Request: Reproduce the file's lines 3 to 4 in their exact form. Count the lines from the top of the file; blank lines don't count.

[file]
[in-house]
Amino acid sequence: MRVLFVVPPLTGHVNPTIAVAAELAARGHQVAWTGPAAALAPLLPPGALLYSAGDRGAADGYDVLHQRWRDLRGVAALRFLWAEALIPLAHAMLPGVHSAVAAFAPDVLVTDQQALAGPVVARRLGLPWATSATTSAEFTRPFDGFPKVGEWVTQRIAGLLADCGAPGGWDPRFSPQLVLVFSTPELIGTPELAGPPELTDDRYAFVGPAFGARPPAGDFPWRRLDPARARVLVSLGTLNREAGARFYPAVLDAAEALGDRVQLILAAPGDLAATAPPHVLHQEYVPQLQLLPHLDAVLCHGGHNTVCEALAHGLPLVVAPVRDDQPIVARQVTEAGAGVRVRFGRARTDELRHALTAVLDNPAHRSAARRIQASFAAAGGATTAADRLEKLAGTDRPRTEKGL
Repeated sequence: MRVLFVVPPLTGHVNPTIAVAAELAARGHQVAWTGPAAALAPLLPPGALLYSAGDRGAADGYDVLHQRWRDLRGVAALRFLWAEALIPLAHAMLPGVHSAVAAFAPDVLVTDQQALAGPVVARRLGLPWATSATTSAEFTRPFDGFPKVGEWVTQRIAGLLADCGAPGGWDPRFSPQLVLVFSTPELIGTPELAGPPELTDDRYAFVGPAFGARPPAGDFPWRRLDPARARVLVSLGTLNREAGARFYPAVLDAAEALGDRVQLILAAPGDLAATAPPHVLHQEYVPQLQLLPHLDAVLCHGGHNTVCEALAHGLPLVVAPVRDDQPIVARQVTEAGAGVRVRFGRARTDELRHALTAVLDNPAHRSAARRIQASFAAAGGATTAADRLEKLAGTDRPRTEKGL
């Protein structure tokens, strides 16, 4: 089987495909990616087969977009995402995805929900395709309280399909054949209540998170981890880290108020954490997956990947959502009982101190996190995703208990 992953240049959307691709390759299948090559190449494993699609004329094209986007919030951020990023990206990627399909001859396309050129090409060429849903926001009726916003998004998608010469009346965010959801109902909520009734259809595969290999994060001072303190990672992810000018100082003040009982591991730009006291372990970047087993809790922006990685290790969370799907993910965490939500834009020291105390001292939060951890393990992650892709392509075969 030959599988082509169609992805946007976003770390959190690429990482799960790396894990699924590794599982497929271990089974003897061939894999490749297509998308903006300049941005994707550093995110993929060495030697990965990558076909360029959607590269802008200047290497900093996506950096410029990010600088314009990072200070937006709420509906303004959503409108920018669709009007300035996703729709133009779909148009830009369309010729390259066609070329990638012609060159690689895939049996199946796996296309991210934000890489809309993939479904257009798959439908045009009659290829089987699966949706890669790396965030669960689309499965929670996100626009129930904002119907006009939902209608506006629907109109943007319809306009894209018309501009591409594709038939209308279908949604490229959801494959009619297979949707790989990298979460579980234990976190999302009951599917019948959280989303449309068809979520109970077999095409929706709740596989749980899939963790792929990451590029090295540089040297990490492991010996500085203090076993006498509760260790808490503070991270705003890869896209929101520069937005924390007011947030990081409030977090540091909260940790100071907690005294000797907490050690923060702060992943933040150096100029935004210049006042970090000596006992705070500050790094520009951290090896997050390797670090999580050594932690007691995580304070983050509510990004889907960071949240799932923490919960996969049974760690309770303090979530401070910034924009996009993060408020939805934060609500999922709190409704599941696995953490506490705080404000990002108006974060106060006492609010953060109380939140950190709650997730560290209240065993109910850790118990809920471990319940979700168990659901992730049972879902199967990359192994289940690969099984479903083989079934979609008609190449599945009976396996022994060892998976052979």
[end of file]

Repeated sequence: MRVLFVVPPLTGHVNPTIAVAAELAARGHQVAWTGPAAALAPLLPPGALLYSAGDRGAADGYDVLHQRWRDLRGVAALRFLWAEALIPLAHAMLPGVHSAVAAFAPDVLVTDQQALAGPVVARRLGLPWATSATTSAEFTRPFDGFPKVGEWVTQRIAGLLADCGAPGGWDPRFSPQLVLVFSTPELIGTPELAGPPELTDDRYAFVGPAFGARPPAGDFPWRRLDPARARVLVSLGTLNREAGARFYPAVLDAAEALGDRVQLILAAPGDLAATAPPHVLHQEYVPQLQLLPHLDAVLCHGGHNTVCEALAHGLPLVVAPVRDDQPIVARQVTEAGAGVRVRFGRARTDELRHALTAVLDNPAHRSAARRIQASFAAAGGATTAADRLEKLAGTDRPRTEKGL
């Protein structure tokens, strides 16, 4: 089987495909990616087969977009995402995805929900395709309280399909054949209540998170981890880290108020954490997956990947959502009982101190996190995703208990 992953240049959307691709390759299948090559190449494993699609004329094209986007919030951020990023990206990627399909001859396309050129090409060429849903926001009726916003998004998608010469009346965010959801109902909520009734259809595969290999994060001072303190990672992810000018100082003040009982591991730009006291372990970047087993809790922006990685290790969370799907993910965490939500834009020291105390001292939060951890393990992650892709392509075969 030959599988082509169609992805946007976003770390959190690429990482799960790396894990699924590794599982497929271990089974003897061939894999490749297509998308903006300049941005994707550093995110993929060495030697990965990558076909360029959607590269802008200047290497900093996506950096410029990010600088314009990072200070937006709420509906303004959503409108920018669709009007300035996703729709133009779909148009830009369309010729390259066609070329990638012609060159690689895939049996199946796996296309991210934000890489809309993939479904257009798959439908045009009659290829089987699966949706890669790396965030669960689309499965929670996100626009129930904002119907006009939902209608506006629907109109943007319809306009894209018309501009591409594709038939209308279908949604490229959801494959009619297979949707790989990298979460579980234990976190999302009951599917019948959280989303449309068809979520109970077999095409929706709740596989749980899939963790792929990451590029090295540089040297990490492991010996500085203090076993006498509760260790808490503070991270705003890869896209929101520069937005924390007011947030990081409030977090540091909260940790100071907690005294000797907490050690923060702060992943933040150096100029935004210049006042970090000596006992705070500050790094520009951290090896997050390797670090999580050594932690007691995580304070983050509510990004889907960071949240799932923490919960996969049974760690309770303090979530401070910034924009996009993060408020939805934060609500999922709190409704599941696995953490506490705080404000990002108006974060106060006492609010953060109380939140950190709650997730560290209240065993109910850790118990809920471990319940979700168990659901992730049972879902199967990359192994289940690969099984479903083989079934979609008609190449599945009976396996022994060892998976052979």